The mountainsides above the plains were blanketed with satin-trunked pimento trees. Also growing wild in those mountains was logwood. The port of Black River, I was taught at school, was the only place in the world that exported logwood, which was used for dye. And, from what I was told, Jamaica was the only country that produced pimento berries – known overseas as allspice.

Is Jamaica still covered with fruit trees? In St. Elizabeth, there were “robin” mangoes, as I remember, while hairy and black mangoes grew all over the northern hillsides and valleys. Better-off people, in the residential parts of Kingston especially, grew other varieties – Bombay, St. Julian and East Indian. But the hairy (or “common”) mango was the most abundant variety. Then there were rose-apples, hog plums, June plums, otaheite apples, star apples, jackfruit, citrus of every kind, breadfruit… much of it growing wild, and there for the taking.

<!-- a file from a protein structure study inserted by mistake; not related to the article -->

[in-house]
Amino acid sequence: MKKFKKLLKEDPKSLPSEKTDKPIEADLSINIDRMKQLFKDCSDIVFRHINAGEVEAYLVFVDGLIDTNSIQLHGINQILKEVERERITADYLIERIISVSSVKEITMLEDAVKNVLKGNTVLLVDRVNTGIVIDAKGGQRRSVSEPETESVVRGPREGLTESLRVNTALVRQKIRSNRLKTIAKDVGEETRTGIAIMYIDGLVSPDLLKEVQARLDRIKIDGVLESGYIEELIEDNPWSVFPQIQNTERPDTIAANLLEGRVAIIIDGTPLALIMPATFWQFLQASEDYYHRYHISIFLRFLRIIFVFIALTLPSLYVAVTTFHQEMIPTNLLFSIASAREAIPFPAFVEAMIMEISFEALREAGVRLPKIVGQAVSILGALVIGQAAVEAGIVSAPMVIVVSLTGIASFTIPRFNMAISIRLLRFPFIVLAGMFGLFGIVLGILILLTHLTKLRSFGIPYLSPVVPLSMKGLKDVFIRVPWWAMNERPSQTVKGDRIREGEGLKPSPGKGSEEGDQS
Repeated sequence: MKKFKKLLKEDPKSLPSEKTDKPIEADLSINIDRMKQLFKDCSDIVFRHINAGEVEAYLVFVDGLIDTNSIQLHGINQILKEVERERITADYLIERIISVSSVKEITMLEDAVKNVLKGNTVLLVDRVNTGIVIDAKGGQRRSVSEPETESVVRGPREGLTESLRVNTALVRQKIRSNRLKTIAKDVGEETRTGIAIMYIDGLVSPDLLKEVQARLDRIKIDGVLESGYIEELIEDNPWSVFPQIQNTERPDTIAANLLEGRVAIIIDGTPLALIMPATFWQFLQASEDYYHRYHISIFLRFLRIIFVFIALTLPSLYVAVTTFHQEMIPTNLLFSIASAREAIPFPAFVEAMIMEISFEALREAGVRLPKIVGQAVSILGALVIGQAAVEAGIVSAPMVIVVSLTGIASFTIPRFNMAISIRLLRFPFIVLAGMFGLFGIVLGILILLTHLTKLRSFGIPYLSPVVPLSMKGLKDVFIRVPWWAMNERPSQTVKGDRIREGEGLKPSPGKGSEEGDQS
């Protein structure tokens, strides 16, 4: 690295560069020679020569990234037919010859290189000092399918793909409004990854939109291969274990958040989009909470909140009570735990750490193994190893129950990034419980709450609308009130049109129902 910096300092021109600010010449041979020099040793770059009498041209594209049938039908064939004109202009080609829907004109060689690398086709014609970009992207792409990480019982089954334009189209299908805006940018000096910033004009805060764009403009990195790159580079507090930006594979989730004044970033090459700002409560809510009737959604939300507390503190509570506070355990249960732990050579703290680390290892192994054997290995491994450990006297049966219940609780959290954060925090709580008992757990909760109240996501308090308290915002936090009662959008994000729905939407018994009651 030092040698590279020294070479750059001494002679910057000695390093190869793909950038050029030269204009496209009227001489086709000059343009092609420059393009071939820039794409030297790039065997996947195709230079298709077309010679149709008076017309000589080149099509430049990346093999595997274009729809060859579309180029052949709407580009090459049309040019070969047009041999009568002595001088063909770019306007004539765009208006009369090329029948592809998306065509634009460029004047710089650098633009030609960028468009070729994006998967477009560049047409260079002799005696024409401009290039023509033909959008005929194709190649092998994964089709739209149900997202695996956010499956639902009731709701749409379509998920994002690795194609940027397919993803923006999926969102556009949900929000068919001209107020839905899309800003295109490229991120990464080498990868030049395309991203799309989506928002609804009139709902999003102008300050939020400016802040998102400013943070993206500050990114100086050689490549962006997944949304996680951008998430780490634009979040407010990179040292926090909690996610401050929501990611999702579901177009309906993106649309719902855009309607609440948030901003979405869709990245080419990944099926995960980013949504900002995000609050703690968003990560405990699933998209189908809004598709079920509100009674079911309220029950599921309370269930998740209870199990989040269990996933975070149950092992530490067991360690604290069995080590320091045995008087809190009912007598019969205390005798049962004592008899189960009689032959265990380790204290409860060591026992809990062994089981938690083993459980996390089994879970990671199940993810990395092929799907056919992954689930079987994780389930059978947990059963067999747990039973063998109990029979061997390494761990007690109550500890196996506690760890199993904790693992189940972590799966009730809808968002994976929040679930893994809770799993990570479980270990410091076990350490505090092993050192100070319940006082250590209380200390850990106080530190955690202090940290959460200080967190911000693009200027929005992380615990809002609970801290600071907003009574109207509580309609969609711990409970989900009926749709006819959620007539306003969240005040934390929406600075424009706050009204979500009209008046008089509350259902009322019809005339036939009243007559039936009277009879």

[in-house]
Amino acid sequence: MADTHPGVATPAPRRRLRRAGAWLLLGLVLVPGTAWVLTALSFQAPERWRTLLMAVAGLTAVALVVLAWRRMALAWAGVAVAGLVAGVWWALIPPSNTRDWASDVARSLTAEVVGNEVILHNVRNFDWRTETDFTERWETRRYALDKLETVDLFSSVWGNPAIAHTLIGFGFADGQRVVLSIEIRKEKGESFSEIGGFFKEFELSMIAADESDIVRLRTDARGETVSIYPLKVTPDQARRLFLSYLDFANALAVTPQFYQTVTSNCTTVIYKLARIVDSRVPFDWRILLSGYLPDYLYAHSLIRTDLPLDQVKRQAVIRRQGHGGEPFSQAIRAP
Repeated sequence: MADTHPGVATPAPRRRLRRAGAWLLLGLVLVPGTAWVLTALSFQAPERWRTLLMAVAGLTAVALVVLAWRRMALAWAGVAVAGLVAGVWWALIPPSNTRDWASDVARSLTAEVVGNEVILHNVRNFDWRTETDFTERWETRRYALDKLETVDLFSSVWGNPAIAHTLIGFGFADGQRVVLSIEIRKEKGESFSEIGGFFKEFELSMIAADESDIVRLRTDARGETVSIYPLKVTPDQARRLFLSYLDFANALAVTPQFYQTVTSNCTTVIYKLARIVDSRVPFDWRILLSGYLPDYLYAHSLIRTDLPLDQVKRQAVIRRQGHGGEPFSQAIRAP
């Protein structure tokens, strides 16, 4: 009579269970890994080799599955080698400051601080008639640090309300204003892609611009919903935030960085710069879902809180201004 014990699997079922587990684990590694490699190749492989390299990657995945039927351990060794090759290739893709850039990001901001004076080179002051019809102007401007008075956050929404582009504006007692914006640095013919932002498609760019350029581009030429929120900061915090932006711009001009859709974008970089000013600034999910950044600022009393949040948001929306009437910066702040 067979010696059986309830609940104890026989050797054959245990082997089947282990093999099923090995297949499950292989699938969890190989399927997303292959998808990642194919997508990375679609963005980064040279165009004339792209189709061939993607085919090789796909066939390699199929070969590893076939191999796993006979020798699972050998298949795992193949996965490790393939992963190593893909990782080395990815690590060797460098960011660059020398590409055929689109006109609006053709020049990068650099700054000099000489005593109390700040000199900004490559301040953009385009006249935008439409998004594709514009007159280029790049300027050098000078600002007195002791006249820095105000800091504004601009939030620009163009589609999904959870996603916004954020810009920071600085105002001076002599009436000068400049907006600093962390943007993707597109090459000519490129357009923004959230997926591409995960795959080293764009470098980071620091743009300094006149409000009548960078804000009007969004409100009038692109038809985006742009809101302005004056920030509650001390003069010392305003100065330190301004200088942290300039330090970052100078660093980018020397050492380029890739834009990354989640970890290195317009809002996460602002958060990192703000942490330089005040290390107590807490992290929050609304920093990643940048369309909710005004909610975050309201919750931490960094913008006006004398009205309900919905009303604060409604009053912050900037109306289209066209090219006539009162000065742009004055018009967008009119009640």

The landed gentry owned herds of cattle, and you didn’t have to be rich to have a milk-cow or two. Nearly every rural family – and some urban families – kept chickens in the yard. I knew some families who had turkeys, ducks, and even guinea hens. And I recall lots of goats and pigs wandering about.

Sugar was king on the coastal plains around Kingston, and that brought real money into the island. The families who owned large plantations like Worthy Park and Caymanas Estates were like some sort of nobility back then.

I wonder what became of all that hard work? How did it change? And who let it happen? I suppose it’s useless to point fingers now. I can only cheer Dr. Tufton on and wish him luck in reviving Jamaica’s agricultural tradition.


Reader John Anthony had this comment on last month’s article on the false hopes inspired by Jamaica’s bauxite industry: